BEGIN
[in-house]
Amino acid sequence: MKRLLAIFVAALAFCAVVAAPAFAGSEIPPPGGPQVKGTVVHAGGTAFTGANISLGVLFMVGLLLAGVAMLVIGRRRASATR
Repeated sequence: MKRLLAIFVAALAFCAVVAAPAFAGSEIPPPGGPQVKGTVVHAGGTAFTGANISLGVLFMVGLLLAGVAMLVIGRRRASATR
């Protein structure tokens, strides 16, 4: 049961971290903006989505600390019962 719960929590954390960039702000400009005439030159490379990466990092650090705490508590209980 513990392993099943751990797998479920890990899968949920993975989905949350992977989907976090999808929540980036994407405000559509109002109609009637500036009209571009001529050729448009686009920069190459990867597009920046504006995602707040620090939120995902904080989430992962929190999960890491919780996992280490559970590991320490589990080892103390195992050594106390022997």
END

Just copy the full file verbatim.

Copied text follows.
[in-house]
Amino acid sequence: MKRLLAIFVAALAFCAVVAAPAFAGSEIPPPGGPQVKGTVVHAGGTAFTGANISLGVLFMVGLLLAGVAMLVIGRRRASATR
Repeated sequence: MKRLLAIFVAALAFCAVVAAPAFAGSEIPPPGGPQVKGTVVHAGGTAFTGANISLGVLFMVGLLLAGVAMLVIGRRRASATR
């Protein structure tokens, strides 16, 4: 049961971290903006989505600390019962 719960929590954390960039702000400009005439030159490379990466990092650090705490508590209980 513990392993099943751990797998479920890990899968949920993975989905949350992977989907976090999808929540980036994407405000559509109002109609009637500036009209571009001529050729448009686009920069190459990867597009920046504006995602707040620090939120995902904080989430992962929190999960890491919780996992280490559970590991320490589990080892103390195992050594106390022997």